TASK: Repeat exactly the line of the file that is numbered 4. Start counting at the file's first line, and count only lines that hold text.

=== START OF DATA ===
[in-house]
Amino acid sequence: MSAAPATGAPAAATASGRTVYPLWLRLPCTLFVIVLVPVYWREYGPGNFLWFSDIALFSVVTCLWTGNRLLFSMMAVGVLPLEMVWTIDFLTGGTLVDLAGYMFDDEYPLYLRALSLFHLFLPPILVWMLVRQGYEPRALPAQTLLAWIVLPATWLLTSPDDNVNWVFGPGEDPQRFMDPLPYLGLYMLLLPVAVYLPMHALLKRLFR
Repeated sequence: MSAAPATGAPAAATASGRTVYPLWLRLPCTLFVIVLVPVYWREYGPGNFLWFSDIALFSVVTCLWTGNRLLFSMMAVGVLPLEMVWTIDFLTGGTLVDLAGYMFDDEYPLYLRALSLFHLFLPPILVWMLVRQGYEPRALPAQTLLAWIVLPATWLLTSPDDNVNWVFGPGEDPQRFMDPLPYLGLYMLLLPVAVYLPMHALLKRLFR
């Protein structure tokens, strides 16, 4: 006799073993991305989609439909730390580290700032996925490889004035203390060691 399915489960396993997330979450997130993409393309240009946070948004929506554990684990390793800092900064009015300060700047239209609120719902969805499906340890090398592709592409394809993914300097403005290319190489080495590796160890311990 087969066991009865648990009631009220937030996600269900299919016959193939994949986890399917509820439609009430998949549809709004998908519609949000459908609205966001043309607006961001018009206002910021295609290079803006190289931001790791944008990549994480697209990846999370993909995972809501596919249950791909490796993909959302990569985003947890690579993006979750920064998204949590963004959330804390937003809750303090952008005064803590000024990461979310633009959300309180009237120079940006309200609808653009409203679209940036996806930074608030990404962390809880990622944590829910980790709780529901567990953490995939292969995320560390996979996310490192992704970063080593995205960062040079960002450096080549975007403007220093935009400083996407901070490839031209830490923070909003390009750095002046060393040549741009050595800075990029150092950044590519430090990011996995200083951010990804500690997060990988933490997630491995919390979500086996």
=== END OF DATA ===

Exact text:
């Protein structure tokens, strides 16, 4: 006799073993991305989609439909730390580290700032996925490889004035203390060691 399915489960396993997330979450997130993409393309240009946070948004929506554990684990390793800092900064009015300060700047239209609120719902969805499906340890090398592709592409394809993914300097403005290319190489080495590796160890311990 087969066991009865648990009631009220937030996600269900299919016959193939994949986890399917509820439609009430998949549809709004998908519609949000459908609205966001043309607006961001018009206002910021295609290079803006190289931001790791944008990549994480697209990846999370993909995972809501596919249950791909490796993909959302990569985003947890690579993006979750920064998204949590963004959330804390937003809750303090952008005064803590000024990461979310633009959300309180009237120079940006309200609808653009409203679209940036996806930074608030990404962390809880990622944590829910980790709780529901567990953490995939292969995320560390996979996310490192992704970063080593995205960062040079960002450096080549975007403007220093935009400083996407901070490839031209830490923070909003390009750095002046060393040549741009050595800075990029150092950044590519430090990011996995200083951010990804500690997060990988933490997630491995919390979500086996």